Morning, folks. A classic winter morning outside. A quick post about the weekend’s opinion writing, then I’m off to ski.
We’ll start in Watertown, near Fort Drum military base, which is already the anchor point for drone aircraft overflights across the Adirondacks.
Now, the Watertown Daily Times reports, the Obama administration is moving to allow far more drone activity in American airspace, a move that raises civil liberties concerns.
[P]olice can watch a political rally, silently from 30,000 feet overhead. But also alarming is the danger of escalating their use to include weapons. Drone builders are researching the use of nonlethal weapons such as tear gas, tasers and stun guns fired from a drone, and lethal weaponry can be an easy next step on the slippery slope.
The drones will add to the erosion of privacy that has come with the ubiquitous cameras and global positioning systems that can monitor our whereabouts.
The Adirondack Daily Enterprise and the Glens Falls Post Star are thinking about the cost of education in the North Country. The Enterprise weighs in on the side of merging districts, even forming a massive “Tri-Lakes” district.
Last year, the superintendents of the Tri-Lakes school districts met to discuss the possibility of merging districts or even sharing services. Unsurprisingly, they decided not to.
“It all depends on whose ox is getting gored,” Saranac Lake Central School District Superintendent Gerald Goldman told the Enterprise at the time, making it clear that the decision was based largely on the fact that none of them wanted to lose his job.
But it shouldn’t be their call anyway, and they know that. It’s up to the people and our elected leaders. If school boards, following a public mandate, voted to merge districts, superintendents would have to respect that decision.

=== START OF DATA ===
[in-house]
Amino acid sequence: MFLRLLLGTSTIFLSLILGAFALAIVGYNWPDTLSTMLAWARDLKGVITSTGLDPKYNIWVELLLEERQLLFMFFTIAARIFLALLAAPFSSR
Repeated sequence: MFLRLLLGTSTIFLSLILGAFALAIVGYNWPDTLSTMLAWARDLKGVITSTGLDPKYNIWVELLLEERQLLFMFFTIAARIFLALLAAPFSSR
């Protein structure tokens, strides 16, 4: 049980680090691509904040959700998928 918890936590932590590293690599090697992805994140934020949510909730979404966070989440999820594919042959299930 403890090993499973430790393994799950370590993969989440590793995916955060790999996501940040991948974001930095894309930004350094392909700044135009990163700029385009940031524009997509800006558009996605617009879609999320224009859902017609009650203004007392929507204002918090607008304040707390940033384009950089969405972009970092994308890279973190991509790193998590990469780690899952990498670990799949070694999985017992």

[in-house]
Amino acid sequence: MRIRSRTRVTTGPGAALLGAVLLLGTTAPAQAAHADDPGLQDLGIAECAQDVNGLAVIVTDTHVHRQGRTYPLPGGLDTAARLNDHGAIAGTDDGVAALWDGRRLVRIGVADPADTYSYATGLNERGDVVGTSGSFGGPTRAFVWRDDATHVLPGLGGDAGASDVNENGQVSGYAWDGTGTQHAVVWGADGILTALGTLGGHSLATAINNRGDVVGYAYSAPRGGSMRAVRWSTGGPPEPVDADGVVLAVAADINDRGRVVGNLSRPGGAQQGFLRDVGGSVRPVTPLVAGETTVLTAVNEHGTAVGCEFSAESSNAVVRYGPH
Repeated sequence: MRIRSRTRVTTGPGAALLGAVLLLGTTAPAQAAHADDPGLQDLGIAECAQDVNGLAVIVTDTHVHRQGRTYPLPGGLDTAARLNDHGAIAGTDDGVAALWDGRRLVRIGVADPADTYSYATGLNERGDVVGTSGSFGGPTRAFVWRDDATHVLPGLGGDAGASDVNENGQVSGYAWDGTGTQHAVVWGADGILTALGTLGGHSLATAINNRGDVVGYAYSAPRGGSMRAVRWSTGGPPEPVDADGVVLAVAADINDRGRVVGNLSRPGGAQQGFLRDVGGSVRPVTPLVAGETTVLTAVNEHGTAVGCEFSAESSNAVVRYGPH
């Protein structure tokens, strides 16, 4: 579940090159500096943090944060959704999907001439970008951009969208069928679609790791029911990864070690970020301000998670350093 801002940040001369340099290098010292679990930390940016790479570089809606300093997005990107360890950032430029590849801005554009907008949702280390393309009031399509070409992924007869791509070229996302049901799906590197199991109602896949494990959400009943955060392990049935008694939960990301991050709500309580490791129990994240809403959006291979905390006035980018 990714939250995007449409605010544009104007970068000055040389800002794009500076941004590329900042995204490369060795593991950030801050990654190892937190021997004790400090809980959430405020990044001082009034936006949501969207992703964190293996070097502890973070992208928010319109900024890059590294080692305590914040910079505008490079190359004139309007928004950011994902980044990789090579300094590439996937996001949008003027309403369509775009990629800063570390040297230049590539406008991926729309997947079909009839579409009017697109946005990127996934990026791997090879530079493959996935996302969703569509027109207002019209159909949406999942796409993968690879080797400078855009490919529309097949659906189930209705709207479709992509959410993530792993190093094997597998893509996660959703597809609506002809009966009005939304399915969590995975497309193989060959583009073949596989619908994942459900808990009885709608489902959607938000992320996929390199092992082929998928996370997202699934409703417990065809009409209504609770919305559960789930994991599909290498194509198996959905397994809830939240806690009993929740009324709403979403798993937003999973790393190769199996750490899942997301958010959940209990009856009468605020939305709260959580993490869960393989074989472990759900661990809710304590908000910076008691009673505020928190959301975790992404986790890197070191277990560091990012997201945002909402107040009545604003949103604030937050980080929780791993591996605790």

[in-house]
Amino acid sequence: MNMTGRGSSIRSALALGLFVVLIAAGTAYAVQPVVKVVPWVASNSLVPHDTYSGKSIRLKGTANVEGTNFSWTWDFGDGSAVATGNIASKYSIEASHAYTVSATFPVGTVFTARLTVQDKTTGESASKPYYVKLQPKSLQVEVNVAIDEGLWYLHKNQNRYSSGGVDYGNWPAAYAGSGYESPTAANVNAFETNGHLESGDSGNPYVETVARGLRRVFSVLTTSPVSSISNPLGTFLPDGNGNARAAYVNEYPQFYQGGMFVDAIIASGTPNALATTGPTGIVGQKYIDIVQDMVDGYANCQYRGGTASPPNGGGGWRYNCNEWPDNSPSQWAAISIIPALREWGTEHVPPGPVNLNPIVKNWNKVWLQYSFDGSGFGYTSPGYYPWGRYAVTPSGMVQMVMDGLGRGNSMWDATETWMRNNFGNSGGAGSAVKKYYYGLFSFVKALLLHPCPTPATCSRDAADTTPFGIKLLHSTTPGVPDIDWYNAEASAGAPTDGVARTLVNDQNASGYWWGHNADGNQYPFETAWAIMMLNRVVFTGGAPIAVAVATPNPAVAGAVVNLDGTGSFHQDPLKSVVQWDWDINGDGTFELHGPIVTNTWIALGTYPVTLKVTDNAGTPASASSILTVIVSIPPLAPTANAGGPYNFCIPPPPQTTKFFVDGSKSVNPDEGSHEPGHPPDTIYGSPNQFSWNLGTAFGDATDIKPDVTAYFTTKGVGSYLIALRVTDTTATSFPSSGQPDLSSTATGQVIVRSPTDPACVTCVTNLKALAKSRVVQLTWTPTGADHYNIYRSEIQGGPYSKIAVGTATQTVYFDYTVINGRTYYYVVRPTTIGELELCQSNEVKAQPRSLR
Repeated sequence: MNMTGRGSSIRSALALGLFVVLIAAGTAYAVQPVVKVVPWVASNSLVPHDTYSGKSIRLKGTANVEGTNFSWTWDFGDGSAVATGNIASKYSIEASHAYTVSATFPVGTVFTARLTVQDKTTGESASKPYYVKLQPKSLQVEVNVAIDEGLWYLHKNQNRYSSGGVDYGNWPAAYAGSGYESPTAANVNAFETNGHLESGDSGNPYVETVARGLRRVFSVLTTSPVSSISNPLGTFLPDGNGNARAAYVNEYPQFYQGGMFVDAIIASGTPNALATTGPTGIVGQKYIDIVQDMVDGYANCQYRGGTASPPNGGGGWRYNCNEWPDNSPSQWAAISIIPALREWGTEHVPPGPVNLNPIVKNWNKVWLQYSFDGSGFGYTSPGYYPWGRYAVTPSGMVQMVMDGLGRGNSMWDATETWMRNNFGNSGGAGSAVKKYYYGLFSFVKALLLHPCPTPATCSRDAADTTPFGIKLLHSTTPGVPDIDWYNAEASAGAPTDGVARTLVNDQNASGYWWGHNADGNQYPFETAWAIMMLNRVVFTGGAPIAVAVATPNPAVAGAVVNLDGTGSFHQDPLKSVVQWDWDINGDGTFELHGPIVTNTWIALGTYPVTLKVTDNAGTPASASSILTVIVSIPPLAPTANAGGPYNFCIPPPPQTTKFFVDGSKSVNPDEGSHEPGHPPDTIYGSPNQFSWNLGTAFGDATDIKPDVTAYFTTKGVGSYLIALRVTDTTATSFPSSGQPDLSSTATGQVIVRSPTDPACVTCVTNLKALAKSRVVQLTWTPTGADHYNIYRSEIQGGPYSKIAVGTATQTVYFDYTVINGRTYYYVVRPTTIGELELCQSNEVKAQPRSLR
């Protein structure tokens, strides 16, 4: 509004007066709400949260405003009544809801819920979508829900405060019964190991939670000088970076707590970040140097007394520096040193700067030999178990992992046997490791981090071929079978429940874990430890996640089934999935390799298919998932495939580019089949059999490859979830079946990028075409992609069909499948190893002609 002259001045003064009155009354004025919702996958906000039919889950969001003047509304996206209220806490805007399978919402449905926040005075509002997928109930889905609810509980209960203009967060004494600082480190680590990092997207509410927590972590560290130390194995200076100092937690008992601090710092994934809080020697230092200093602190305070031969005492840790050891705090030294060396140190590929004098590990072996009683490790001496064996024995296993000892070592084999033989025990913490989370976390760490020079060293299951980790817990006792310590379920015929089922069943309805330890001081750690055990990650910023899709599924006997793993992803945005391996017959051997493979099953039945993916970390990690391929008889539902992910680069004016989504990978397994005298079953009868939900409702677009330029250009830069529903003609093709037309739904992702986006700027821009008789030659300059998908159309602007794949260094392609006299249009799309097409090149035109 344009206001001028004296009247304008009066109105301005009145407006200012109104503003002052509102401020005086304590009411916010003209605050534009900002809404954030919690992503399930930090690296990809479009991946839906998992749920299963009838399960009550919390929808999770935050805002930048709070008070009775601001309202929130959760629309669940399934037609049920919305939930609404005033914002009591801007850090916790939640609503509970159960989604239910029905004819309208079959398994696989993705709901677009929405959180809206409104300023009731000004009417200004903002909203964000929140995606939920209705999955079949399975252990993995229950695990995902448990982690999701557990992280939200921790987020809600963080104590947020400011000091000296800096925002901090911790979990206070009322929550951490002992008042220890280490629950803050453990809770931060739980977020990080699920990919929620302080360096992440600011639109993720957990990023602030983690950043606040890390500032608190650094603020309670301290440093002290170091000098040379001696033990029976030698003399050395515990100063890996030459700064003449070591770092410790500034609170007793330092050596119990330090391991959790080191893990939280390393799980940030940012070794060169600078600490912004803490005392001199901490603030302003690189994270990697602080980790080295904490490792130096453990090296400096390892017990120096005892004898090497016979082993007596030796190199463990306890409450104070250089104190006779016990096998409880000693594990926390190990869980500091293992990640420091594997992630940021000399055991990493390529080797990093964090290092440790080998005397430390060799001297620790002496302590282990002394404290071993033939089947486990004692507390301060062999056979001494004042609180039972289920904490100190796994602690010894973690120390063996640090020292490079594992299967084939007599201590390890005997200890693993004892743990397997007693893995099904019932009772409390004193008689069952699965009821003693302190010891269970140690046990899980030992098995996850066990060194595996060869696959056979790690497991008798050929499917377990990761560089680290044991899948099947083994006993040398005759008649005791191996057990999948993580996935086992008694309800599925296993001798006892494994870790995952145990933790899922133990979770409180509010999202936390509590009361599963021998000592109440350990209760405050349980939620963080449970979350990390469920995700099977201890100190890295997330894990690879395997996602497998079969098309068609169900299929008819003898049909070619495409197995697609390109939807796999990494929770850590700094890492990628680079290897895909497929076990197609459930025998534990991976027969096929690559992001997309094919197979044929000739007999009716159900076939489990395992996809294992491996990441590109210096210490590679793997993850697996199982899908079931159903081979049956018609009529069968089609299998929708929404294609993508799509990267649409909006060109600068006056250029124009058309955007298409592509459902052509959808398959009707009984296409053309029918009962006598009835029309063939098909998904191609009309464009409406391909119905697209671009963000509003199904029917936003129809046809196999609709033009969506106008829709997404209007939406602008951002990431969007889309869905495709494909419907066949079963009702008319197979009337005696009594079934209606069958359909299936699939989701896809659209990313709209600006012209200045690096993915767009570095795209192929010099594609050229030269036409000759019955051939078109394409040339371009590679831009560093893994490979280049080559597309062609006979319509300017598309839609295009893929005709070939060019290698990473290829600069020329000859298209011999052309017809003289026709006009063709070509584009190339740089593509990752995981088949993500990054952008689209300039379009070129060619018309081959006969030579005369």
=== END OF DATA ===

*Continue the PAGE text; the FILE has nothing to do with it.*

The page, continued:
Imagine a merger of the districts the Enterprise covers: Saranac Lake, Tupper Lake, Lake Placid and Keene. Each school could keep its doors open as well as its principal and hopefully all its teachers, and have advisory council as well.
Meanwhile, the Glens Falls Post Star is calling for school boards to negotiate aggressively to avoid higher teacher salaries and benefits.
School boards need to understand they are in the catbird seat after years in which the unions dictated the terms.
That may sound cold and heartless, but it is a reality and unions need to understand that as well. This is not a time to be asking for the moon or even a sliver of it.
It is just the opposite. One member of the Queensbury Board of Education has been calling for a wage freeze for some time. Each school board should give that strong consideration.
The other day at a recreation planning meeting in Lake Placid, I participated in a time-honored Adirondack meeting ritual.It goes like this: someone at the table brings up the Adirondack Park State Land Master Plan (SLMP), the document that defines land classifications (wilderness, wild forest, etc.) and lists the guidelines for their use.Next, nearly every stakeholder at the table agrees that the SLMP is outdated and that a major review is long overdue.The ritual concludes with everyone agreeing that meaningful review of the SLMP is unlikely, and probably not worth pursuing.The conversation then moves on to other topics.
The SLMP states “Major reviews of the master plan will take place every five years by the [Adirondack Park] Agency in consultation with the Department of Environmental Conservation, as required by statute…” but the last review was in 1987.